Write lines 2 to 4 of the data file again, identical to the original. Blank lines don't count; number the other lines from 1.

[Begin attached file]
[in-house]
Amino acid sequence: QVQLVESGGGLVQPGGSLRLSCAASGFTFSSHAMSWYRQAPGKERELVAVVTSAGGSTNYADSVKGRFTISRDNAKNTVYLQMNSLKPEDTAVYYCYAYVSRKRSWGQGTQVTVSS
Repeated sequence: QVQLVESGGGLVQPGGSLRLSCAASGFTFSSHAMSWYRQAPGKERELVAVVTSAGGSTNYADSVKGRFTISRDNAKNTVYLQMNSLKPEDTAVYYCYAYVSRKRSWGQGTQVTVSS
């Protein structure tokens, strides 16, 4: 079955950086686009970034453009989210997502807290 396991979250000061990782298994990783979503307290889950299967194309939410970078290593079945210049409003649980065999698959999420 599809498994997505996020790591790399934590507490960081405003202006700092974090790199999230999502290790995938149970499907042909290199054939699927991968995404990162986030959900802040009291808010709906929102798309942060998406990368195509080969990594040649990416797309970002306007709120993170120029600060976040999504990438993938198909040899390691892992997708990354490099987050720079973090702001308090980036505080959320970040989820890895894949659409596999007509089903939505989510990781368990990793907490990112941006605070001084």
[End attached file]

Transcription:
Amino acid sequence: QVQLVESGGGLVQPGGSLRLSCAASGFTFSSHAMSWYRQAPGKERELVAVVTSAGGSTNYADSVKGRFTISRDNAKNTVYLQMNSLKPEDTAVYYCYAYVSRKRSWGQGTQVTVSS
Repeated sequence: QVQLVESGGGLVQPGGSLRLSCAASGFTFSSHAMSWYRQAPGKERELVAVVTSAGGSTNYADSVKGRFTISRDNAKNTVYLQMNSLKPEDTAVYYCYAYVSRKRSWGQGTQVTVSS
């Protein structure tokens, strides 16, 4: 079955950086686009970034453009989210997502807290 396991979250000061990782298994990783979503307290889950299967194309939410970078290593079945210049409003649980065999698959999420 599809498994997505996020790591790399934590507490960081405003202006700092974090790199999230999502290790995938149970499907042909290199054939699927991968995404990162986030959900802040009291808010709906929102798309942060998406990368195509080969990594040649990416797309970002306007709120993170120029600060976040999504990438993938198909040899390691892992997708990354490099987050720079973090702001308090980036505080959320970040989820890895894949659409596999007509089903939505989510990781368990990793907490990112941006605070001084």